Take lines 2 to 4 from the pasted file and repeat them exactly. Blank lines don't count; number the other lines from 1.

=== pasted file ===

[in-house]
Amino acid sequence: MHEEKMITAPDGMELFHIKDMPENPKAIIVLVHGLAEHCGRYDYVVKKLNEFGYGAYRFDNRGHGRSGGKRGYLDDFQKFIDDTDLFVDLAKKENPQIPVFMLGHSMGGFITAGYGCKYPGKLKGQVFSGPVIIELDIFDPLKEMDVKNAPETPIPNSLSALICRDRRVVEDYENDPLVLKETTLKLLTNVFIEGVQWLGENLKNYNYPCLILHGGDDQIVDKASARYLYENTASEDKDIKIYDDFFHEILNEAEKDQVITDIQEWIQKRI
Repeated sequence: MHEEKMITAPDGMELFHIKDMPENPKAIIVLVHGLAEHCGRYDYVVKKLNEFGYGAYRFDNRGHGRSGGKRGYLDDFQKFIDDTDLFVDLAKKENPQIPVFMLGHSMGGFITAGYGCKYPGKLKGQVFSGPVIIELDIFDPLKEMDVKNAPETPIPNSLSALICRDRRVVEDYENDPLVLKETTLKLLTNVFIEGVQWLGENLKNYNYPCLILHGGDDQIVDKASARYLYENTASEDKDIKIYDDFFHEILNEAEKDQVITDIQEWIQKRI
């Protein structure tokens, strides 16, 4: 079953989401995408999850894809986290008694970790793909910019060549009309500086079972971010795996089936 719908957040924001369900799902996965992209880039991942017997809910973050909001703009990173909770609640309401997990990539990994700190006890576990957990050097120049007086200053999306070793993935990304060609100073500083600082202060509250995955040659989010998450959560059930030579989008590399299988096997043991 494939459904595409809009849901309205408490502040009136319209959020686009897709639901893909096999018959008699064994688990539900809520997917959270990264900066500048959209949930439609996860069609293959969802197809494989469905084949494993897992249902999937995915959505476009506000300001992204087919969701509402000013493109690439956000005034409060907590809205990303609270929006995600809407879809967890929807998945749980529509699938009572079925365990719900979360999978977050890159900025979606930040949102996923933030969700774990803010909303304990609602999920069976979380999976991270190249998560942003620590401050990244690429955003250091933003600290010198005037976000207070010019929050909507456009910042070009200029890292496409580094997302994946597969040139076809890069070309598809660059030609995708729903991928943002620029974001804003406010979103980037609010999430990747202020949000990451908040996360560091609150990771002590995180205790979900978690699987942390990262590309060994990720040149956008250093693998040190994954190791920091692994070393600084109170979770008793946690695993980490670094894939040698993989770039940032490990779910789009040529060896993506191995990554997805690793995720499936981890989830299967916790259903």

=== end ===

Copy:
Amino acid sequence: MHEEKMITAPDGMELFHIKDMPENPKAIIVLVHGLAEHCGRYDYVVKKLNEFGYGAYRFDNRGHGRSGGKRGYLDDFQKFIDDTDLFVDLAKKENPQIPVFMLGHSMGGFITAGYGCKYPGKLKGQVFSGPVIIELDIFDPLKEMDVKNAPETPIPNSLSALICRDRRVVEDYENDPLVLKETTLKLLTNVFIEGVQWLGENLKNYNYPCLILHGGDDQIVDKASARYLYENTASEDKDIKIYDDFFHEILNEAEKDQVITDIQEWIQKRI
Repeated sequence: MHEEKMITAPDGMELFHIKDMPENPKAIIVLVHGLAEHCGRYDYVVKKLNEFGYGAYRFDNRGHGRSGGKRGYLDDFQKFIDDTDLFVDLAKKENPQIPVFMLGHSMGGFITAGYGCKYPGKLKGQVFSGPVIIELDIFDPLKEMDVKNAPETPIPNSLSALICRDRRVVEDYENDPLVLKETTLKLLTNVFIEGVQWLGENLKNYNYPCLILHGGDDQIVDKASARYLYENTASEDKDIKIYDDFFHEILNEAEKDQVITDIQEWIQKRI
């Protein structure tokens, strides 16, 4: 079953989401995408999850894809986290008694970790793909910019060549009309500086079972971010795996089936 719908957040924001369900799902996965992209880039991942017997809910973050909001703009990173909770609640309401997990990539990994700190006890576990957990050097120049007086200053999306070793993935990304060609100073500083600082202060509250995955040659989010998450959560059930030579989008590399299988096997043991 494939459904595409809009849901309205408490502040009136319209959020686009897709639901893909096999018959008699064994688990539900809520997917959270990264900066500048959209949930439609996860069609293959969802197809494989469905084949494993897992249902999937995915959505476009506000300001992204087919969701509402000013493109690439956000005034409060907590809205990303609270929006995600809407879809967890929807998945749980529509699938009572079925365990719900979360999978977050890159900025979606930040949102996923933030969700774990803010909303304990609602999920069976979380999976991270190249998560942003620590401050990244690429955003250091933003600290010198005037976000207070010019929050909507456009910042070009200029890292496409580094997302994946597969040139076809890069070309598809660059030609995708729903991928943002620029974001804003406010979103980037609010999430990747202020949000990451908040996360560091609150990771002590995180205790979900978690699987942390990262590309060994990720040149956008250093693998040190994954190791920091692994070393600084109170979770008793946690695993980490670094894939040698993989770039940032490990779910789009040529060896993506191995990554997805690793995720499936981890989830299967916790259903």